Escape to the front

Assuming a strategic stalemate in the war in Ukraine (no prospect of a quick and complete victory for either side; concentration of NATO and Russian attention and resources, keeping the latter isolated), the Middle East direction takes on a renewed importance for Turkey. A constant concern in this regard is its sense of threat from the PKK and its sister organisations (in Syria, the SDF and PYD), and an invariable response – regular action by Turkish forces to destroy them. In practice, Turkey retains considerable operational leeway in Iraq (intensive military operations in the last six months), though much less in Syria, where Kurds enjoy not only Russian but also US protection.

With Moscow and Washington’s shifting priorities, a vacuum appears to be emerging in the Middle East, which is realistically being filled by Iran. This impression, reinforced by concerns about the socio-political stability of the region (the problem of food shortages), increases Turkey’s attractiveness in the eyes of the local Arab states (e.g. energy in the case of Iraq), but also with Israel as a partner (currently there is a significant amount of hope for the normalisation of political relations between Tel Aviv and Ankara – Turkey is intensively trying to unfreeze dialogue and economic cooperation. Significant in this context is the announcement on 23 May of a Turkish offensive against the Syrian Kurds (in the Tell Rifaat and Manbij area), which is intended to serve both as a test of strength and a test of willingness to cooperate with Russia (its forces are stationed in the area of planned operations), the US and NATO (Ankara’s attempt to force a revision of the West’s attitude towards the Kurds and its regional ambitions), and finally – the Middle Eastern states. The conduct of the offensive and its eventual success would raise Turkey’s international profile, especially in the face of concerns about the stability of the Middle East and North Africa, and define the nature and real value of its cooperation/rivalry with Washington and the Alliance on the one hand, and Moscow on the other.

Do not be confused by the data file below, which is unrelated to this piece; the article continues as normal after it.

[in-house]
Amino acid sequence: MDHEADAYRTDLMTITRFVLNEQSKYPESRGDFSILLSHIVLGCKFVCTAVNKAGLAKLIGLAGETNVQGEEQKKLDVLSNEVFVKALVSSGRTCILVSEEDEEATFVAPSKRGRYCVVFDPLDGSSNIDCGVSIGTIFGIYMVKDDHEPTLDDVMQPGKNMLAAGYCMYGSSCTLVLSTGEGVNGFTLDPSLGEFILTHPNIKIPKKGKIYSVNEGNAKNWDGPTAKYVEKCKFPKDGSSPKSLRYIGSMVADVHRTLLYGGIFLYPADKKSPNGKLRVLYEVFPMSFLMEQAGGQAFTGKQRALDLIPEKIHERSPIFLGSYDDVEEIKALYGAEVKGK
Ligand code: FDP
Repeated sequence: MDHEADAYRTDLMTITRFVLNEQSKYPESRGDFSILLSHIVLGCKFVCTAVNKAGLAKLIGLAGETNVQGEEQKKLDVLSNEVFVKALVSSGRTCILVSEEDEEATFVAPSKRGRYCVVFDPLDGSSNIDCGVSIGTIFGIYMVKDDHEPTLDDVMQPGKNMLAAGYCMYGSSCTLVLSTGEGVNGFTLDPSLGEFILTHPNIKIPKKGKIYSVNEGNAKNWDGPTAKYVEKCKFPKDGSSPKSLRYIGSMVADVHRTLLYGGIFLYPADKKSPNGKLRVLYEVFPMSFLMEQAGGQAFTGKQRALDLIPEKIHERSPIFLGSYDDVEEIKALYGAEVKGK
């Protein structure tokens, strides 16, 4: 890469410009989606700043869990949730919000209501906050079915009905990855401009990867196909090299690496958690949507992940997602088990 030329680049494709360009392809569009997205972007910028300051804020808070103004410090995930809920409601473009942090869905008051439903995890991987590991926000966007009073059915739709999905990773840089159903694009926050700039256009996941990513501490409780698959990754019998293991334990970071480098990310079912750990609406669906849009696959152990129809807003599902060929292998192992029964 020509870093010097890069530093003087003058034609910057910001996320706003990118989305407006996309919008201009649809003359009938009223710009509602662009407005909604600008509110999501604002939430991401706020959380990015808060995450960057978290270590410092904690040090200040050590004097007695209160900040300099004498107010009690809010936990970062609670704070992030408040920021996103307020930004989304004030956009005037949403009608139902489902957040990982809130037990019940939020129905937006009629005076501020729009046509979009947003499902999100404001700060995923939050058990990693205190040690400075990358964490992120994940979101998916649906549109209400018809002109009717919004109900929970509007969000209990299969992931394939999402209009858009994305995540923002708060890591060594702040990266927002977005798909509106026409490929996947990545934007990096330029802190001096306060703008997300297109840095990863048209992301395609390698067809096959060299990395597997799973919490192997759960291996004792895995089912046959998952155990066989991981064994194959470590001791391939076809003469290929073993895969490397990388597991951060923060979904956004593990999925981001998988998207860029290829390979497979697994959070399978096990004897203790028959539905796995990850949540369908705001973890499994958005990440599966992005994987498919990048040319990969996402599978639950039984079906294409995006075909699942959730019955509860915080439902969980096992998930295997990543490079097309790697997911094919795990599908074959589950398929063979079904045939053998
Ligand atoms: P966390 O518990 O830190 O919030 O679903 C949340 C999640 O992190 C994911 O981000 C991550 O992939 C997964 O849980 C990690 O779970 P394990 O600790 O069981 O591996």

Internal conditions